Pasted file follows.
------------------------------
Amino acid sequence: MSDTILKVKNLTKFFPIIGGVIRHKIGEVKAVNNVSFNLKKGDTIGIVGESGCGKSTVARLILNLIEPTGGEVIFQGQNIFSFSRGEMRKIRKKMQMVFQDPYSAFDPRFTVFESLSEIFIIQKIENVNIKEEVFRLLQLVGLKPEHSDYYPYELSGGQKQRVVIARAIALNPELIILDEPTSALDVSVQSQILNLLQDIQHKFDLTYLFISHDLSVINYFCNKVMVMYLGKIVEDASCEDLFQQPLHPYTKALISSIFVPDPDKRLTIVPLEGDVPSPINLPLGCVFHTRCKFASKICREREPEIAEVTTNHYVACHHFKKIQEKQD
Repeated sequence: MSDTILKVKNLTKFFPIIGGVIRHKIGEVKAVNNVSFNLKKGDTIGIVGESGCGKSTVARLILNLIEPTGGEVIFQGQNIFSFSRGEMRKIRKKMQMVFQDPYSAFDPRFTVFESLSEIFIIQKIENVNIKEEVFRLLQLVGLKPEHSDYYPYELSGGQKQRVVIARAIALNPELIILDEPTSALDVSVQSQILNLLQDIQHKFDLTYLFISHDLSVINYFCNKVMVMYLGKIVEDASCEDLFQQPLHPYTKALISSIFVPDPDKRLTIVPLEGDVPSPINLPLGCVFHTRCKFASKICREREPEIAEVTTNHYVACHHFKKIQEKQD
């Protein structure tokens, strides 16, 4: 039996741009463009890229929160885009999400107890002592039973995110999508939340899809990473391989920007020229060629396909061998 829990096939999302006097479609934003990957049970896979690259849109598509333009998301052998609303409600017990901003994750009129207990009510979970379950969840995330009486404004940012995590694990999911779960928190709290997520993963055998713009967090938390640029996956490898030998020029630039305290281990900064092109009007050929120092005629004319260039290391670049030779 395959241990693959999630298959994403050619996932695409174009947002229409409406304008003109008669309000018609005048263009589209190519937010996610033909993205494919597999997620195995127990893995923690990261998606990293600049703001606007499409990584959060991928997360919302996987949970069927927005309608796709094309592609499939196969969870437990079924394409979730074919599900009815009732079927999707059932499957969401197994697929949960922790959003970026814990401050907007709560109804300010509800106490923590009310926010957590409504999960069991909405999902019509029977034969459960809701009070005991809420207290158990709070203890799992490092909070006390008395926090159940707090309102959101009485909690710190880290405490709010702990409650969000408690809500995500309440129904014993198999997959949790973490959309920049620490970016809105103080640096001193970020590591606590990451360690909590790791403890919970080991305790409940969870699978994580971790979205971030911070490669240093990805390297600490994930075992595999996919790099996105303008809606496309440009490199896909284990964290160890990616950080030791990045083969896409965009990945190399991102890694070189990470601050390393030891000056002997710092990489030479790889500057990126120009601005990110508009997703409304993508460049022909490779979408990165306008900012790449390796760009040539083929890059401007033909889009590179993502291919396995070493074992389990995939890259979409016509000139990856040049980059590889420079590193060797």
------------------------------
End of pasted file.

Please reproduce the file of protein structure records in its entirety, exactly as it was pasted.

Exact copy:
Amino acid sequence: MSDTILKVKNLTKFFPIIGGVIRHKIGEVKAVNNVSFNLKKGDTIGIVGESGCGKSTVARLILNLIEPTGGEVIFQGQNIFSFSRGEMRKIRKKMQMVFQDPYSAFDPRFTVFESLSEIFIIQKIENVNIKEEVFRLLQLVGLKPEHSDYYPYELSGGQKQRVVIARAIALNPELIILDEPTSALDVSVQSQILNLLQDIQHKFDLTYLFISHDLSVINYFCNKVMVMYLGKIVEDASCEDLFQQPLHPYTKALISSIFVPDPDKRLTIVPLEGDVPSPINLPLGCVFHTRCKFASKICREREPEIAEVTTNHYVACHHFKKIQEKQD
Repeated sequence: MSDTILKVKNLTKFFPIIGGVIRHKIGEVKAVNNVSFNLKKGDTIGIVGESGCGKSTVARLILNLIEPTGGEVIFQGQNIFSFSRGEMRKIRKKMQMVFQDPYSAFDPRFTVFESLSEIFIIQKIENVNIKEEVFRLLQLVGLKPEHSDYYPYELSGGQKQRVVIARAIALNPELIILDEPTSALDVSVQSQILNLLQDIQHKFDLTYLFISHDLSVINYFCNKVMVMYLGKIVEDASCEDLFQQPLHPYTKALISSIFVPDPDKRLTIVPLEGDVPSPINLPLGCVFHTRCKFASKICREREPEIAEVTTNHYVACHHFKKIQEKQD
């Protein structure tokens, strides 16, 4: 039996741009463009890229929160885009999400107890002592039973995110999508939340899809990473391989920007020229060629396909061998 829990096939999302006097479609934003990957049970896979690259849109598509333009998301052998609303409600017990901003994750009129207990009510979970379950969840995330009486404004940012995590694990999911779960928190709290997520993963055998713009967090938390640029996956490898030998020029630039305290281990900064092109009007050929120092005629004319260039290391670049030779 395959241990693959999630298959994403050619996932695409174009947002229409409406304008003109008669309000018609005048263009589209190519937010996610033909993205494919597999997620195995127990893995923690990261998606990293600049703001606007499409990584959060991928997360919302996987949970069927927005309608796709094309592609499939196969969870437990079924394409979730074919599900009815009732079927999707059932499957969401197994697929949960922790959003970026814990401050907007709560109804300010509800106490923590009310926010957590409504999960069991909405999902019509029977034969459960809701009070005991809420207290158990709070203890799992490092909070006390008395926090159940707090309102959101009485909690710190880290405490709010702990409650969000408690809500995500309440129904014993198999997959949790973490959309920049620490970016809105103080640096001193970020590591606590990451360690909590790791403890919970080991305790409940969870699978994580971790979205971030911070490669240093990805390297600490994930075992595999996919790099996105303008809606496309440009490199896909284990964290160890990616950080030791990045083969896409965009990945190399991102890694070189990470601050390393030891000056002997710092990489030479790889500057990126120009601005990110508009997703409304993508460049022909490779979408990165306008900012790449390796760009040539083929890059401007033909889009590179993502291919396995070493074992389990995939890259979409016509000139990856040049980059590889420079590193060797």